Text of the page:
Nevertheless, the bet, apparently, was made on "Abraham": information appeared in the press that Biden was preparing another "historic deal" with the participation of Riyadh, Tel Aviv and Cairo. Its subject is the transfer of two islets (Tyran and Sanafir) at the exit from the Gulf of Aqaba into the Red Sea under the sovereignty of the KSA, which requires the consent of Israel and Egypt. And the meaning of the deal is the recognition of the Jewish state by the Custodian of the Two Shrines of Islam.

In addition, a new conference was planned, this time at the top, between the United States, Israel and nine Arab countries: the six GCC, plus Jordan, Iraq, Egypt.

If successful, it could be a truly impressive victory for American diplomacy.

But it did not take place. At least it's postponed. And, frankly, there is no serious reason to believe that it will take place.


Firstly, because according to the Tyrant and Sanafir, even in Israel they hinted to the Americans not to fuss. Like, we'll figure it out ourselves, we have enough competencies for this, and you're just muddying the water.

And secondly, the expansion of the "Abraham agreements" to the KSA now seems almost impossible. The fact is that for Tehran, this will be evidence of Riyadh's refusal to normalize relations with Iran and will give the Iranians carte blanche to deploy anti-Saudi, anti-American, anti-Israeli activity on all fronts.

Riyadh has already moved too far towards establishing a dialogue with Tehran. You can turn back, but the price is unlikely to be acceptable. We will have to destroy the unspoken agreements already reached on Iraq, Yemen, and Lebanon. But the KSA depends much more on the situation in these areas than on the state (quite stable and predictable) of its relations with Israel or even on relations with the United States (which are so impulsive and treacherous and which, as it turned out, can be replaced – in part – by China).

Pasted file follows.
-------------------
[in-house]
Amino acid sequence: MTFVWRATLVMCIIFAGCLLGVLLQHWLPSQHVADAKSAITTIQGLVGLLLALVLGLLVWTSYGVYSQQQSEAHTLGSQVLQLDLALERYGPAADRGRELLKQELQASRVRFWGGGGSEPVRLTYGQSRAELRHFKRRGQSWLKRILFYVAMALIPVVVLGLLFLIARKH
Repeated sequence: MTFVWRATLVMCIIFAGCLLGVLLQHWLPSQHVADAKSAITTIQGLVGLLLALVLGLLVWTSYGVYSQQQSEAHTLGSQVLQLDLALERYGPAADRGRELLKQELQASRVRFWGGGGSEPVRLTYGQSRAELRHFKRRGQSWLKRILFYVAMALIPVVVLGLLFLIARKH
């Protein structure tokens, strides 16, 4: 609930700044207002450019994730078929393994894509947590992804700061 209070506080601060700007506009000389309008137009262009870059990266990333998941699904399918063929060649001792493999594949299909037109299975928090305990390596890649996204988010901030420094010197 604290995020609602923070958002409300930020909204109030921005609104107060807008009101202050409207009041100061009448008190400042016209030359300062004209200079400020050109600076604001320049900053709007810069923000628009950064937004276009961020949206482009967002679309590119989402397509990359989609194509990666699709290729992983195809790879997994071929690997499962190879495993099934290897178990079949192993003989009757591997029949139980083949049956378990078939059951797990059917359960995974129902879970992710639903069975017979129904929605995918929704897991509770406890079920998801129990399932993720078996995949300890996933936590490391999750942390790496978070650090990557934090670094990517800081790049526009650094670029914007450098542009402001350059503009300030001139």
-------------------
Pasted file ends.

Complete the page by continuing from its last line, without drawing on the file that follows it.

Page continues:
The threats that Saudi Arabia may face if it agrees to "Abraham" can be judged by the following facts. The Iraqi Parliament has passed a law according to which recognition of Israel is punishable by life imprisonment or death penalty. It was initiated by Muqtada al-Sadr, the main Iranian protege in Baghdad, and adopted unanimously (!) – despite the fact that the deputies have not been able to form a government and elect a president for the eighth month. Such unanimity indicates that Iran (through al-Sadr and its other clients) is in full control of the situation in Iraq. So any wrong move on the part of Riyadh will lead to an explosion.

A similar law is now being prepared for adoption by the Houthi parliament in Yemen. This means that the accession of the KSA to the "Abraham agreements" will blow up the truce here as well.

The situation is about the same in Lebanon. The "anti-Abrahamic" law is not being discussed there yet, but the pro-Iranian Hezbollah is capable of blowing up this country as well.

To complete the picture: the Government of Oman made a sharp and unequivocal condemnation of the "Abraham agreements". It is curious that this happened literally in the wake of the visit of Iranian President Ebrahim Raisi to Muscat.

All this means that for Saudi Arabia, any steps towards the US demands to normalize relations with Israel are associated with huge and unjustified risks. Washington is not able to stop them.

That is why it seems extremely unlikely that Biden's Middle East venture will succeed. After all, without the participation of the KSA, it will simply be emasculated.

Against this background, the visit of Russian Foreign Minister Sergey Lavrov to the Gulf, who visited Bahrain and the KSA, where he participated in the fifth session of the Russian Federation–GCC strategic dialogue at the ministerial level, looks very remarkable. Judging by the stinginess of comments on these negotiations, they did not achieve any "breakthroughs". Yes, they were hardly planned.

The main thing is that we managed to prevent a "break", that is, to preserve the relations themselves and the positive dynamics of their development. And with "breakthroughs" it is not worth rushing. We need to give Americans time to get even more confused and lose even more.